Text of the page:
The Great Fire, Maryland Agriculture College, 1912

Lee Pennington

Lee Pennignton, called, "Duck" as a cadet, hailed from Havre de Grace, MD. He was present to witness the fire and describes several theories as to how and why efforts to stop it failed.

Lee Pennington standing
Lee Pennington, pictured as a senior in the 1915 Reveille yearbook

Freshmen were called rats. They had very strict rat rules. Frequently we were hazed to the nth degree. I've had to run gauntlet races up on the halls. I've had to get up on a table and either sing or recite and then they'd sometimes knock the table out from under you, and infrequently somebody'd get hurt.

Well, I got safely through the freshman year, and that was in 1912. Coming back in the fall of 1912, I was a sophomore. In reality, the failure to save the two buildings, barracks, that we had... the old barracks built in 1856 and I do not recall when the new barracks was built... But anyhow the failure can date right back to May, 1912, when we had a baseball game with our then greatest rival, St. John's of Annapolis. We licked them in baseball, and everybody started celebrating.

Due to the fact that we were a military school, we all had rifles in our rooms in the barracks. We had blanks, and we had real cartridges. Some overenthusiastic member of our military corps turned around and shot a hole in the big water tower, which was up behind the old agricultural building. Water was squirting out and another man and I, Kenneth Grace -- later anchor man on the relay team -- and I climbed up the crosspiece rungs of the water tower, found out we couldn't quite reach it, so we came down and got two brooms and a wooden plug and plugged it up.

So, during the Thanksgiving holidays in 1912, most of the students were on vacation. There was a dance, and it was a propitious moment for letting the water out of the water tank in order to have men come out there and insert a metal plug. So during the dance, at the intermission, some of the boys went up to one of the rooms of the new barracks. Apparently, they threw either a cigarette or a lighted match in the wastepaper basket. When the fire alarm rang out, I, who had not gone to the dance, ran to my fire station at the north end of the old barracks, grabbed my hose and no water came out. As a result, when we could have gotten the fire out at the initial alarm, lack of water made that impossible.

From Washington, fire engines were shipped out on the B&O Railroad on flat cars. No provision had been made to be able to take them off the flat cars. So they just had to sit on the flat cars while the barracks burned.

We had a few interesting experiences that evening. Due to the fact that we kept ammunition in our rooms, you could hear bullets going off all during the night. Those of us who were there cleared out as many rooms as possible and placed the belongings of the cadets down at the old flagpole, where the chapel now stands. Some scavengers from Lakeland, thinking perhaps they could pick up a little bit of loot, came up to the vicinity of the flagpole and we saw them beginning to filch clothing and stuff. So several of us cut loose at them with blank cartridges. You sure could hear them yellin' going over the hill.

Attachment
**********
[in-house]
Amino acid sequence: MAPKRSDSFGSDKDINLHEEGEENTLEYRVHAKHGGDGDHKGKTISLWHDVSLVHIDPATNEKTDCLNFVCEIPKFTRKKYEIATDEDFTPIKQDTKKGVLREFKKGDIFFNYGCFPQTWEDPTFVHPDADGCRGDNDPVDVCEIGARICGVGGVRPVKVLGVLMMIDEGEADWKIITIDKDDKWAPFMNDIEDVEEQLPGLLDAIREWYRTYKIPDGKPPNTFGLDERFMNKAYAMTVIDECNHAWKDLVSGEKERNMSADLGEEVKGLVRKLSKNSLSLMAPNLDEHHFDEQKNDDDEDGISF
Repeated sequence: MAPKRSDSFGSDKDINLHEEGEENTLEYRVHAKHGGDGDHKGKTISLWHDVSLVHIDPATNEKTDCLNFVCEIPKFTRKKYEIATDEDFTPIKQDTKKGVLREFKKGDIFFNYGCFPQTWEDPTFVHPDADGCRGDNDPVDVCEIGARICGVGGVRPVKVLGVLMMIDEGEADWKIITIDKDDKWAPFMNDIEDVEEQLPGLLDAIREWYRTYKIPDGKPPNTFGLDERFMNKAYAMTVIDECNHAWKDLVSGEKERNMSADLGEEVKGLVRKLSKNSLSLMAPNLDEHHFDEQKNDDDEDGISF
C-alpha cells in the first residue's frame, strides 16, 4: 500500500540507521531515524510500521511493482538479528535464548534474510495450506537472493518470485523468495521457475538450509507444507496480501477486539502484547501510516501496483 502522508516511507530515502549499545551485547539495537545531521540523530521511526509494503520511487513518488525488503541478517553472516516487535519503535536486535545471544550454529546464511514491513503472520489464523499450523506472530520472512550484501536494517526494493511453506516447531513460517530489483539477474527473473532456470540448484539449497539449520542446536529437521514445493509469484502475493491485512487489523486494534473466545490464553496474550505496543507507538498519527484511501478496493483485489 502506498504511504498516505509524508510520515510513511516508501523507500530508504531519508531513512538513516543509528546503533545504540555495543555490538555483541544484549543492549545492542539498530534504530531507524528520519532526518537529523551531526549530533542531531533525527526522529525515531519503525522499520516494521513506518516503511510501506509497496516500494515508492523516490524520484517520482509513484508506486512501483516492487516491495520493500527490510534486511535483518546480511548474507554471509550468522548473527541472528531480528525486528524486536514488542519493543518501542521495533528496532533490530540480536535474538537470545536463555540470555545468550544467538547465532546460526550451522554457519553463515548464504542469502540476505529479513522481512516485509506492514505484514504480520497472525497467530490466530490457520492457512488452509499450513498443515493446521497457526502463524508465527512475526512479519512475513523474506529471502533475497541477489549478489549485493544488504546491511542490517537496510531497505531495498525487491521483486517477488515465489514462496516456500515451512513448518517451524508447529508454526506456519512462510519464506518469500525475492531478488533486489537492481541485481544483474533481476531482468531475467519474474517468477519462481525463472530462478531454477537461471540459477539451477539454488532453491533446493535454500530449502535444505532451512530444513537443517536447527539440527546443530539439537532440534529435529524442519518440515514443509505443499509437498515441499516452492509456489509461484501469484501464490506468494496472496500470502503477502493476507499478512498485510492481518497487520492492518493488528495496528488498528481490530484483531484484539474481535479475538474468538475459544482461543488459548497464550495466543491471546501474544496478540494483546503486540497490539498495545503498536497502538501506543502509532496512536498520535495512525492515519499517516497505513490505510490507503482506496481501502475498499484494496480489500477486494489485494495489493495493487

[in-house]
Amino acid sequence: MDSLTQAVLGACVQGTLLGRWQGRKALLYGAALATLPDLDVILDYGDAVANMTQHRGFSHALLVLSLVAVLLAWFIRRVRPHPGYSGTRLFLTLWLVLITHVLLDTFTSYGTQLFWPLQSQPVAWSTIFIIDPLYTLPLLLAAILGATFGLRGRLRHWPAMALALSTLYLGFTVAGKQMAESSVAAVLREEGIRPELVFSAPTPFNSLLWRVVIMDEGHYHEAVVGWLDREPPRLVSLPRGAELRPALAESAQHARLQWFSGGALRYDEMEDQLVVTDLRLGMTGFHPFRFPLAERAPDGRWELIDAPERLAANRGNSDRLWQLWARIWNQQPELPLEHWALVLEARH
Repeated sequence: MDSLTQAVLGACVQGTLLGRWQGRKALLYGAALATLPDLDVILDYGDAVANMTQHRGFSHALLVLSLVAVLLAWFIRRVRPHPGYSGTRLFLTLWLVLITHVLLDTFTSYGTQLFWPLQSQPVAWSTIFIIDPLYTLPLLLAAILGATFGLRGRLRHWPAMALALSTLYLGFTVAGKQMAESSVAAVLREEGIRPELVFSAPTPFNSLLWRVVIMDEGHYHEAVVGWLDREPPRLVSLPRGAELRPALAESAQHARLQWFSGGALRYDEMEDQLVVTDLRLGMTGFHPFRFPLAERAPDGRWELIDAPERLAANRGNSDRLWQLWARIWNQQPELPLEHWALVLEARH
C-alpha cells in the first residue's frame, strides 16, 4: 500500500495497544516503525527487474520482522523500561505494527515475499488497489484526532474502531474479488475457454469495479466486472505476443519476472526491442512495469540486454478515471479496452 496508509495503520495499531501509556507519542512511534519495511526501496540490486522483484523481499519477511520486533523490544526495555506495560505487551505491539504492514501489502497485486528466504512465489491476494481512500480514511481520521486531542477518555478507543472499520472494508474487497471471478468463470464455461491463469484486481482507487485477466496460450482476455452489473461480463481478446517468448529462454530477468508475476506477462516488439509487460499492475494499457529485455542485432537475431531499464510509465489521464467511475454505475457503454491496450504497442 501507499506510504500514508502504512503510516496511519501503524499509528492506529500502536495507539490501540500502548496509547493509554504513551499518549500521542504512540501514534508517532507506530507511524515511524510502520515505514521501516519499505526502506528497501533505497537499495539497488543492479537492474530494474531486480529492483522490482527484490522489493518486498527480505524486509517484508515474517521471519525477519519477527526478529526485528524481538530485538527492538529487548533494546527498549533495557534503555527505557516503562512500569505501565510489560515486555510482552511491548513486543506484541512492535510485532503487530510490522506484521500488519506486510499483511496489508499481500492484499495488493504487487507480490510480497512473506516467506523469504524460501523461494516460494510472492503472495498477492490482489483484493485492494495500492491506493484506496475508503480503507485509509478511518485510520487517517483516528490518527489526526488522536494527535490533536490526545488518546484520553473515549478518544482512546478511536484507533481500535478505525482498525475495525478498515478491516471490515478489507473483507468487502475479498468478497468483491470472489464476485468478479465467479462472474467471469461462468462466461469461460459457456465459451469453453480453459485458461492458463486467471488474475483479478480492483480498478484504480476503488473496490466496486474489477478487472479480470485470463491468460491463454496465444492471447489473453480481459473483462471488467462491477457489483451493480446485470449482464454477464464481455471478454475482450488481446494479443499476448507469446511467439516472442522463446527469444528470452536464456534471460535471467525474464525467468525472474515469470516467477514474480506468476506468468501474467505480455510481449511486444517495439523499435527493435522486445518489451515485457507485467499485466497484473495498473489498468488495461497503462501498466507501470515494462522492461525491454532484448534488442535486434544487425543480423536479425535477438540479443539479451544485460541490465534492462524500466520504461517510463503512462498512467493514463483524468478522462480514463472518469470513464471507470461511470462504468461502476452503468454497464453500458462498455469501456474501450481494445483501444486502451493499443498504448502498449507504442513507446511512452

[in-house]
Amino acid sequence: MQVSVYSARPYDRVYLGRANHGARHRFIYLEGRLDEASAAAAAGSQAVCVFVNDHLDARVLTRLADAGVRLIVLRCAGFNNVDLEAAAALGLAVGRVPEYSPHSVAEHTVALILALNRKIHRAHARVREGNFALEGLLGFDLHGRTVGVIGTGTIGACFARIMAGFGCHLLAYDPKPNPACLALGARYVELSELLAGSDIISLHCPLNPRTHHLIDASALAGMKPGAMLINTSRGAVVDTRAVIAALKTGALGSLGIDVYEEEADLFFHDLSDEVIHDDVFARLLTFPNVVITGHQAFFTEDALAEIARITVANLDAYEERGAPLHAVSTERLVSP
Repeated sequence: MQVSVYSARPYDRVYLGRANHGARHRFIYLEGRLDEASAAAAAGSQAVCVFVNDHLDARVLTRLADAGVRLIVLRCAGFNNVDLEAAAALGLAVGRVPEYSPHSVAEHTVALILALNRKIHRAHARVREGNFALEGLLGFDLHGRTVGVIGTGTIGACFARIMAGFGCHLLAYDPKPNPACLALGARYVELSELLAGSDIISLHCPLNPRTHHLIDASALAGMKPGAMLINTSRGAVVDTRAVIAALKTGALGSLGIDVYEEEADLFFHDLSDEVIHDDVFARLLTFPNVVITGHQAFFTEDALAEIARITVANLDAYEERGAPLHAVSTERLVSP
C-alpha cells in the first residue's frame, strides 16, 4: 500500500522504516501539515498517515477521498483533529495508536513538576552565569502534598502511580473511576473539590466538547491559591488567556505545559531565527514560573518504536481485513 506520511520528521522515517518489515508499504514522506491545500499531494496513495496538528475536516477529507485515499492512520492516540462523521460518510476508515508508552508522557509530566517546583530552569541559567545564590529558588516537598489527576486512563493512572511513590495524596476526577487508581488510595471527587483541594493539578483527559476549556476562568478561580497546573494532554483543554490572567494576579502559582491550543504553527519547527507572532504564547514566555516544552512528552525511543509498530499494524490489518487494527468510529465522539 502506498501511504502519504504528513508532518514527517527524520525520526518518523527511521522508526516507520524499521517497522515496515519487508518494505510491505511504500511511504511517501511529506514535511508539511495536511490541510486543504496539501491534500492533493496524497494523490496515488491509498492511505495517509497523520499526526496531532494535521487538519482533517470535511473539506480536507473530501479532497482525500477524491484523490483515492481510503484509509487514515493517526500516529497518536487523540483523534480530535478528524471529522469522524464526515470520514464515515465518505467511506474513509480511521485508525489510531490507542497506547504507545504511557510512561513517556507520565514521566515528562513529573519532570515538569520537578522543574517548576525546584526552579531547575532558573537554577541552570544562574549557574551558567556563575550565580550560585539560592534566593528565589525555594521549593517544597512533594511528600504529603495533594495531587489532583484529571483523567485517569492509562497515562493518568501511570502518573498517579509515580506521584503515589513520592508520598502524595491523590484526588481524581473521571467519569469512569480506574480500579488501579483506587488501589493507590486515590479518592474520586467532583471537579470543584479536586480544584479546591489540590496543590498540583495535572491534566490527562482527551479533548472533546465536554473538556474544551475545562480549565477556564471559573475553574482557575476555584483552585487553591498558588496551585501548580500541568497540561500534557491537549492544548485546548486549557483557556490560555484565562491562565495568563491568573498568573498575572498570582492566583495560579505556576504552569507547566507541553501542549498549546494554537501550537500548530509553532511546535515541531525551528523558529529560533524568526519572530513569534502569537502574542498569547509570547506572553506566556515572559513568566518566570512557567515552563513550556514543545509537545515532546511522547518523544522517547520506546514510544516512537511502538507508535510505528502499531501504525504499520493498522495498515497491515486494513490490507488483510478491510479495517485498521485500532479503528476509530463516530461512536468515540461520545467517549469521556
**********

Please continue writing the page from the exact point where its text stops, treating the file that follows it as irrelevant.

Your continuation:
From then on, we were not in the barracks at all. We were farmed out to private homes in Berwyn, Riverdale, and Hyattsville.

Those of us who were there at the dance had to take their dates back. Those of us who were not at the dance just lay out on the ground around the flagpole, safeguarding the uniforms that we had been able to save. We were not able to save anything but uniforms due to the fact that we were not allowed to keep civilian clothes in our rooms, and they were all in the locker rooms in trunks and so we lost all our civilian clothing.

I lived initially in a home in Riverdale. The three of us didn't like it, so we got transferred to a home down in Hyattsville. I remember this lady whose house we lived in way up on top of the hill -- I think it was called Ravenswood. She tried to get her youngest daughter and me interested in marrying, but she didn't. She liked me, and I liked her, but we were not interested in each other.

The school paid the rent, and she believed in spiritual stuff, and every once in a while when we weren't studying she'd get us in the dining room with a little table and put her hands on it and try to get the table to lift. It wouldn't lift while I was there, so I was finally kicked out due to the fact that I was a nonbeliever.

"Duck" was my nickname in college. You see, I came from Havre de Grace, Maryland, the greatest wild ducking area in the Eastern United States.

~This account was recorded and transcribed from an oral history interview in 1973. Cite as Maryland Manuscript item 1207

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